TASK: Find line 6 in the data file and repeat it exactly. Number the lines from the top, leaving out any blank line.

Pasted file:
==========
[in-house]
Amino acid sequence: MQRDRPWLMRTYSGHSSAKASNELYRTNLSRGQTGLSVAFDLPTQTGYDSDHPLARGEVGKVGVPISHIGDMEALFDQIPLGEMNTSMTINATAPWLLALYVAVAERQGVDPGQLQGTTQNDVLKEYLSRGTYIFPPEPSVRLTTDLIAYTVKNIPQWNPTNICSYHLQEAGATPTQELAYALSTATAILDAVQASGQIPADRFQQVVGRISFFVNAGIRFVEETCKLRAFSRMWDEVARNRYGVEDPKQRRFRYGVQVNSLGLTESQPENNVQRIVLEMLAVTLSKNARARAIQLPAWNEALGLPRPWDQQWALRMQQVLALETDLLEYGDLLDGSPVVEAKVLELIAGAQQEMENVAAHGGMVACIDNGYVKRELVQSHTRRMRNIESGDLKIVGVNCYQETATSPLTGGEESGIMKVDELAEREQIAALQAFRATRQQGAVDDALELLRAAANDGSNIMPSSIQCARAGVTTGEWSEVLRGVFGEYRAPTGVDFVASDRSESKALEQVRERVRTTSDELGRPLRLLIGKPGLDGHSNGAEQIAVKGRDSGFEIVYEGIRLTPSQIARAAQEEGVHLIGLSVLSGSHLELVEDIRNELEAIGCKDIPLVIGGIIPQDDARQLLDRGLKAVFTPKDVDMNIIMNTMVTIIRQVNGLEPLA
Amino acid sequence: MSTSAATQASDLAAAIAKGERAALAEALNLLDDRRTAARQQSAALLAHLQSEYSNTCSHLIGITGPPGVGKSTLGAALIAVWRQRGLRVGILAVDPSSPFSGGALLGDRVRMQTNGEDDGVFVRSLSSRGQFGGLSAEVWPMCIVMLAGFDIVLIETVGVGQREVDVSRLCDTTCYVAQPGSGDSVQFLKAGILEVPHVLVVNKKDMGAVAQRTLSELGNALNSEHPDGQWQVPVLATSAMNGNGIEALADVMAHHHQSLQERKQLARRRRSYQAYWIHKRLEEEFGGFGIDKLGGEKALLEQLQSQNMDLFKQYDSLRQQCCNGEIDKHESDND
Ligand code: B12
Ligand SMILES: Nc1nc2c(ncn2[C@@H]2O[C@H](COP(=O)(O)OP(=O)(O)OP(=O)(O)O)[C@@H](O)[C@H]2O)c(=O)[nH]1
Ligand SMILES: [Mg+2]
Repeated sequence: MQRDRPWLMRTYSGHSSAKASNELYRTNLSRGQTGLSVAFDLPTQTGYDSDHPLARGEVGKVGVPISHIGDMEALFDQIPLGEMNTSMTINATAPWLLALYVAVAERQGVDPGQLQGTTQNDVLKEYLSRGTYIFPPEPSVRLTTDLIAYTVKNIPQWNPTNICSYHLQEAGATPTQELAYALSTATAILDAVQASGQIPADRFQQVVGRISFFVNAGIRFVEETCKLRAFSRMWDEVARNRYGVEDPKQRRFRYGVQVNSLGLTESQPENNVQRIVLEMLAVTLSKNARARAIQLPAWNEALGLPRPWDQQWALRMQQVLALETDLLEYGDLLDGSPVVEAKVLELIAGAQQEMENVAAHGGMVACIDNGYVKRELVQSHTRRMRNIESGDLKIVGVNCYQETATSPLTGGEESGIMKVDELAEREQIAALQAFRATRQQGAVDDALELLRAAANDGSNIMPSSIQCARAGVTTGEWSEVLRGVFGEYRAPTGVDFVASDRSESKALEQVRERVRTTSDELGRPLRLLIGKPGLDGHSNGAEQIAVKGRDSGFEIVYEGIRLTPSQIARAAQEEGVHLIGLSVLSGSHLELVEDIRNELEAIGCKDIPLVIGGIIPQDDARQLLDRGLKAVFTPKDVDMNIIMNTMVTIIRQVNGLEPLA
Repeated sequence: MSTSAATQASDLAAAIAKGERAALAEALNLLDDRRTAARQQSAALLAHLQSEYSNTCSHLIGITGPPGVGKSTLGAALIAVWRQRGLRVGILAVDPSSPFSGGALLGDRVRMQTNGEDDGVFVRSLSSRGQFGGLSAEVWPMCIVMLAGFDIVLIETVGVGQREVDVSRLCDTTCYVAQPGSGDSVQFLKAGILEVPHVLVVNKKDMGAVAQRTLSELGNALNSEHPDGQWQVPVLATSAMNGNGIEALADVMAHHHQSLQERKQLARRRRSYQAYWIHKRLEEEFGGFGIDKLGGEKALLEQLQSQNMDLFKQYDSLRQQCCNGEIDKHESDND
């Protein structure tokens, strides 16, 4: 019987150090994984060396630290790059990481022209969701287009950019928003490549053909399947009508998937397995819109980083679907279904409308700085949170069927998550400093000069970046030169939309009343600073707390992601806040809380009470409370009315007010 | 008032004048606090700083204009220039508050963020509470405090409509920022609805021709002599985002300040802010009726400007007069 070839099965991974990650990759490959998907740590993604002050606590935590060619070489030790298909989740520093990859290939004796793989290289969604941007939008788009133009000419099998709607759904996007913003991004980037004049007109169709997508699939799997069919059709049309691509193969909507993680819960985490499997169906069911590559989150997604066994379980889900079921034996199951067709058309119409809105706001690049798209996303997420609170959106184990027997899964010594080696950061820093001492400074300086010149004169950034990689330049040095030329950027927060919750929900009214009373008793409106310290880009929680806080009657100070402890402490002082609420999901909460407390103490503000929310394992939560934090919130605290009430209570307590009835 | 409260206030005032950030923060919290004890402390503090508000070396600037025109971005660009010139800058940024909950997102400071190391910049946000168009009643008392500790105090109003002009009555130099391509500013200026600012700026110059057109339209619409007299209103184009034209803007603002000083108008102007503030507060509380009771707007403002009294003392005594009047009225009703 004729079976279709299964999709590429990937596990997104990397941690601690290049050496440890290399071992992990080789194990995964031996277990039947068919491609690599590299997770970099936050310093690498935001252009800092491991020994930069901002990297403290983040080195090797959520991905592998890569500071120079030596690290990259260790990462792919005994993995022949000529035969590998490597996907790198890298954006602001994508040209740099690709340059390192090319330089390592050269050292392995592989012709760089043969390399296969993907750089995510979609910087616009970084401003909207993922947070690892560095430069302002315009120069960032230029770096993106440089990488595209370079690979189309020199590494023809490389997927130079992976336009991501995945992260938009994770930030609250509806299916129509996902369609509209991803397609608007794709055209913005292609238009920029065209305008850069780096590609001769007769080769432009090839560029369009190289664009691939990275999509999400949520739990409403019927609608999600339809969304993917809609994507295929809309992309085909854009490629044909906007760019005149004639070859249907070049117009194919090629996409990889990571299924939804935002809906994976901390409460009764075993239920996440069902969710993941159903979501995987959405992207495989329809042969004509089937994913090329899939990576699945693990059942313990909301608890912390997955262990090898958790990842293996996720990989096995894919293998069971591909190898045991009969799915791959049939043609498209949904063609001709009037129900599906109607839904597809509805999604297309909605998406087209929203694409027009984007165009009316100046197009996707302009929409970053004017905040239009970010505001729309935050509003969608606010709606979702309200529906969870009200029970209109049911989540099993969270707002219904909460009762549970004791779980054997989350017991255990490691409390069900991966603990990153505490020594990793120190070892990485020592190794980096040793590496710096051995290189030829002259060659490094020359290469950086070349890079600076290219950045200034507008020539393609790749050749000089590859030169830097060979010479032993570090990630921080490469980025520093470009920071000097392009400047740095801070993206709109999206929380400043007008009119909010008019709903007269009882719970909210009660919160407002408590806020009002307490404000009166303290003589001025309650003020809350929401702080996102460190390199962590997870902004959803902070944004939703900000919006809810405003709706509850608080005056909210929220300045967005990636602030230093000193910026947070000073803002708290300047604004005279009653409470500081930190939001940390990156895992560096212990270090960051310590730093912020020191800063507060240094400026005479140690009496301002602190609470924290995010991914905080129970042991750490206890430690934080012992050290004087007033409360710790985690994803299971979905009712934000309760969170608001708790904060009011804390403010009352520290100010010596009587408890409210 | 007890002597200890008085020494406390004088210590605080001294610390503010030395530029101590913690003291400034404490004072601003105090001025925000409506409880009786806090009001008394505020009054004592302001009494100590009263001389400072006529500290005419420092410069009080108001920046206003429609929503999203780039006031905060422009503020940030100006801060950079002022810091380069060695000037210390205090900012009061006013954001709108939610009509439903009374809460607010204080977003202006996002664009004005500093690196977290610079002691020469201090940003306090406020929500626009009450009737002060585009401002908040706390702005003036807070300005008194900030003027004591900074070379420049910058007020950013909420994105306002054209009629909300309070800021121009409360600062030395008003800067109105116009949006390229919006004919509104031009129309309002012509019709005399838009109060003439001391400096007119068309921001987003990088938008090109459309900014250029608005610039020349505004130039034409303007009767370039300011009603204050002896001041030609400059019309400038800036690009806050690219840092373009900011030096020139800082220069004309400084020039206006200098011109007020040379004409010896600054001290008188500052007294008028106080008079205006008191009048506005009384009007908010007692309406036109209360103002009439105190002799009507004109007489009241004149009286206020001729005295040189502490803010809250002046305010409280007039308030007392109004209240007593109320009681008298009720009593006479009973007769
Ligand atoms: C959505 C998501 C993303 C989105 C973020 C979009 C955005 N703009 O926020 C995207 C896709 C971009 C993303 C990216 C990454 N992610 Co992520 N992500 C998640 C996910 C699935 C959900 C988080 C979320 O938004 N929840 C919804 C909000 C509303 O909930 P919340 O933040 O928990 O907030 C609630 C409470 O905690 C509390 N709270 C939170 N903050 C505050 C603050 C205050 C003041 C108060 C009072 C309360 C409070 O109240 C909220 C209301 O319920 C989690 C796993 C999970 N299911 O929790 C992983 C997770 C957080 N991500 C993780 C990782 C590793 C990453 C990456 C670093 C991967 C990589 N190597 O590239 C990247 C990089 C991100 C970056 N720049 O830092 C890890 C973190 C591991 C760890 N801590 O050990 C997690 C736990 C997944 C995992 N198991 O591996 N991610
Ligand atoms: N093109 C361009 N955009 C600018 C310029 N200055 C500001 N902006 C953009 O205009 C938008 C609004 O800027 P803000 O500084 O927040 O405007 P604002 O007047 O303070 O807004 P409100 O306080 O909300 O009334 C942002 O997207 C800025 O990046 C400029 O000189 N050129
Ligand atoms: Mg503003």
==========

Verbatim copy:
Ligand SMILES: [Mg+2]